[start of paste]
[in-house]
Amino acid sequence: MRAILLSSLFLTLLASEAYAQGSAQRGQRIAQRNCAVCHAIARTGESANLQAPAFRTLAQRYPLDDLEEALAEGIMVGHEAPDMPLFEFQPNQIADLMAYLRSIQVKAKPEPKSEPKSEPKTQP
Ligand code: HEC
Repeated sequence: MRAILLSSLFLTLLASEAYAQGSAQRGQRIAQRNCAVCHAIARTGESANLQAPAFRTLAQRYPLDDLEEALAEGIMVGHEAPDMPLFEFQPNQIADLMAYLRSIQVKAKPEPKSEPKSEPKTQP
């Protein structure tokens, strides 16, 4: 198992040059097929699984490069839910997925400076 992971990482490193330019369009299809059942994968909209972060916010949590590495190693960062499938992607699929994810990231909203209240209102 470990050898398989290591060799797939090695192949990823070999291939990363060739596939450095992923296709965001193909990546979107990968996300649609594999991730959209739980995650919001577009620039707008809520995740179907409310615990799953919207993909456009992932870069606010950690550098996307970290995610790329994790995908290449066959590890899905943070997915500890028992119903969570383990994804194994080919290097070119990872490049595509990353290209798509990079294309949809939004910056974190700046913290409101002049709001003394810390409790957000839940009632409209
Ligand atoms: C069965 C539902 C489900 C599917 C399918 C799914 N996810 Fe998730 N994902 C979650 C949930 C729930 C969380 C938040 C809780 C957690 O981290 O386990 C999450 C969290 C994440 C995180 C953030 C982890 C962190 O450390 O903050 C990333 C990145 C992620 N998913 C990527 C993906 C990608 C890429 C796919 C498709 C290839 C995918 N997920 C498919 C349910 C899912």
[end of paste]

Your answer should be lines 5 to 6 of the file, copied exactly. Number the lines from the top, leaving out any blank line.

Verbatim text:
């Protein structure tokens, strides 16, 4: 198992040059097929699984490069839910997925400076 992971990482490193330019369009299809059942994968909209972060916010949590590495190693960062499938992607699929994810990231909203209240209102 470990050898398989290591060799797939090695192949990823070999291939990363060739596939450095992923296709965001193909990546979107990968996300649609594999991730959209739980995650919001577009620039707008809520995740179907409310615990799953919207993909456009992932870069606010950690550098996307970290995610790329994790995908290449066959590890899905943070997915500890028992119903969570383990994804194994080919290097070119990872490049595509990353290209798509990079294309949809939004910056974190700046913290409101002049709001003394810390409790957000839940009632409209
Ligand atoms: C069965 C539902 C489900 C599917 C399918 C799914 N996810 Fe998730 N994902 C979650 C949930 C729930 C969380 C938040 C809780 C957690 O981290 O386990 C999450 C969290 C994440 C995180 C953030 C982890 C962190 O450390 O903050 C990333 C990145 C992620 N998913 C990527 C993906 C990608 C890429 C796919 C498709 C290839 C995918 N997920 C498919 C349910 C899912």